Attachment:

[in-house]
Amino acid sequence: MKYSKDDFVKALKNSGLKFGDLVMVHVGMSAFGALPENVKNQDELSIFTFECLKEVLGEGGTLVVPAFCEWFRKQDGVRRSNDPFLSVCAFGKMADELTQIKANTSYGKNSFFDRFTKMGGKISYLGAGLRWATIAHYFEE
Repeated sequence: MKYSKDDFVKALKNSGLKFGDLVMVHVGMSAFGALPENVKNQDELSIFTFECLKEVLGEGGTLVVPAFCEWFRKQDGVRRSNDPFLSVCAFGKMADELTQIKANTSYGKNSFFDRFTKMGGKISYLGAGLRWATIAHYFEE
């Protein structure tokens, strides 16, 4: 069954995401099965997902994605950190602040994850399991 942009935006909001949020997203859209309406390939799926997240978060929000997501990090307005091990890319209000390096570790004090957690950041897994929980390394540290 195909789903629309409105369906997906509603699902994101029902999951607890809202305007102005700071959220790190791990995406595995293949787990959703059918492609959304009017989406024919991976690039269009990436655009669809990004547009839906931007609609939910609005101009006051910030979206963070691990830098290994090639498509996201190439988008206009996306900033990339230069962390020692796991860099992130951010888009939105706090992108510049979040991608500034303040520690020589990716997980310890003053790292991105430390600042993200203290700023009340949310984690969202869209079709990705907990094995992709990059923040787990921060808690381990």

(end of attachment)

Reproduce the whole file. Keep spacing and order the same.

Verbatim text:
[in-house]
Amino acid sequence: MKYSKDDFVKALKNSGLKFGDLVMVHVGMSAFGALPENVKNQDELSIFTFECLKEVLGEGGTLVVPAFCEWFRKQDGVRRSNDPFLSVCAFGKMADELTQIKANTSYGKNSFFDRFTKMGGKISYLGAGLRWATIAHYFEE
Repeated sequence: MKYSKDDFVKALKNSGLKFGDLVMVHVGMSAFGALPENVKNQDELSIFTFECLKEVLGEGGTLVVPAFCEWFRKQDGVRRSNDPFLSVCAFGKMADELTQIKANTSYGKNSFFDRFTKMGGKISYLGAGLRWATIAHYFEE
């Protein structure tokens, strides 16, 4: 069954995401099965997902994605950190602040994850399991 942009935006909001949020997203859209309406390939799926997240978060929000997501990090307005091990890319209000390096570790004090957690950041897994929980390394540290 195909789903629309409105369906997906509603699902994101029902999951607890809202305007102005700071959220790190791990995406595995293949787990959703059918492609959304009017989406024919991976690039269009990436655009669809990004547009839906931007609609939910609005101009006051910030979206963070691990830098290994090639498509996201190439988008206009996306900033990339230069962390020692796991860099992130951010888009939105706090992108510049979040991608500034303040520690020589990716997980310890003053790292991105430390600042993200203290700023009340949310984690969202869209079709990705907990094995992709990059923040787990921060808690381990």